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Soko’s lunch menu worth skipping work for

written by Wendy Watta 9th July 2015

Ever since I first met chef Anton Gasnier last year when he was just starting out at the helm of Soko Restaurant’s kitchen, I have come to look forward to his meals. Trained in France, he worked at The Ritz Hotel in London followed by various Four Seasons establishments across the world before moving to Soko whose name is Swahili for market, which would explain why the menu consistently incorporates the fresh local ingredients of the season.

Chef Anton Gasnier

I always look forward to the chef’s fun and playful ways of preparing and presenting the food such that it pleasantly surprises you. This perhaps gives insight into his cooking techniques as well. The most popular item off their menu and a personal favourite has got to be the pork spare ribs which gets to your table so tender you would be forgiven for thinking it was chocolate. No wonder, seeing as it is cooked in a sous-vide machine in which individual portions of meat are roasted at about 60 degrees for 24 hours, allowing the flavours to slowly infuse. The accompanying salad has, among other ingredients, carrots, fried shallots and bean sprouts, but its strength is definitely in the subtle lemon and pineapple dressing. I bet they could have this salad as a separate menu item and patrons would order it in droves.

There was a flurry of activity at the Thai-owned DusitD2 Hotel upon which Soko is nestled because not only was it lunch time, there was also a World Class Kenya mixology competition going on at The Zing Bar. There really is nothing quite like the perfect balance of class, elegance and style, which Soko’s ambience is teeming with, to accompany the perfectly gooey, creamy and salty goats cheese crostini we had as a starter. That, or the fried brie with macadamia crumbs, a semi-dried raspberry salad tossed with a light vanilla vinaigrette which we were soon tucking into shortly after.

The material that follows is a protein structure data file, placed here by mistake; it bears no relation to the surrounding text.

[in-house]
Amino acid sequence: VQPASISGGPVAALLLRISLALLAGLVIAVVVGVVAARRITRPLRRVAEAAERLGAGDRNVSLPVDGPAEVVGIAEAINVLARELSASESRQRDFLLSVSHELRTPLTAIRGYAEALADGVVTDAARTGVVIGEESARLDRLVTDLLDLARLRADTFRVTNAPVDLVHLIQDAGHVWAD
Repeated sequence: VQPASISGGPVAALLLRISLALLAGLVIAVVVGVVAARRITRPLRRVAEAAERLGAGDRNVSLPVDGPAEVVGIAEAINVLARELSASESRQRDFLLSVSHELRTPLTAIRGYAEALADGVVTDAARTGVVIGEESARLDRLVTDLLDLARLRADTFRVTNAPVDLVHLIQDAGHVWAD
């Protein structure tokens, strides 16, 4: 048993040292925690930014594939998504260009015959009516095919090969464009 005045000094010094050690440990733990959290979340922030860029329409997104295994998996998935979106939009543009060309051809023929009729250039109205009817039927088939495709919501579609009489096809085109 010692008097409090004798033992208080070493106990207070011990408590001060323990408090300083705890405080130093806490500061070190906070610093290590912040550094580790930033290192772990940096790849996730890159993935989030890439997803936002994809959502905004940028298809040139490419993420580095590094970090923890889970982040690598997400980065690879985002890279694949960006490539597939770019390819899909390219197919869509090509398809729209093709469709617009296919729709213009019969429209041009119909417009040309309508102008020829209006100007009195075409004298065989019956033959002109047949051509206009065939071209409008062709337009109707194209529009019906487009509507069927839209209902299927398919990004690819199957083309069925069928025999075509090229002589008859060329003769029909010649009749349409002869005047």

Soko also offers a variety of fresh and healthy dishes for vegetarians to choose from. We tried the soba noodles with ginseng soy broth and vegetables. Soba noodles, as you may know, are a popular and inexpensive healthy fast food served hot or cold at railway stations in Japan, particularly Tokyo. It was sweet with a subtle hint of sesame and rice vinegar which gave it balance. To accompany this was fried tofu marinated in miso paste- and I hated it, but only because tofu is a taste I am yet to acquire. It is however a great source of protein that’s popular with Soko’s vegetarian patrons.

When you pop into this restaurant for lunch, you’ll be tempted  to just relax and eat the rest of your afternoon away. More so given that there’s also a lunch buffet with an impressive selection of salads, soups, cheeses, desserts and other hot dishes. When it comes to dessert, however, be sure to try the pistachio brulee. You will want to take it to vegas and marry it.

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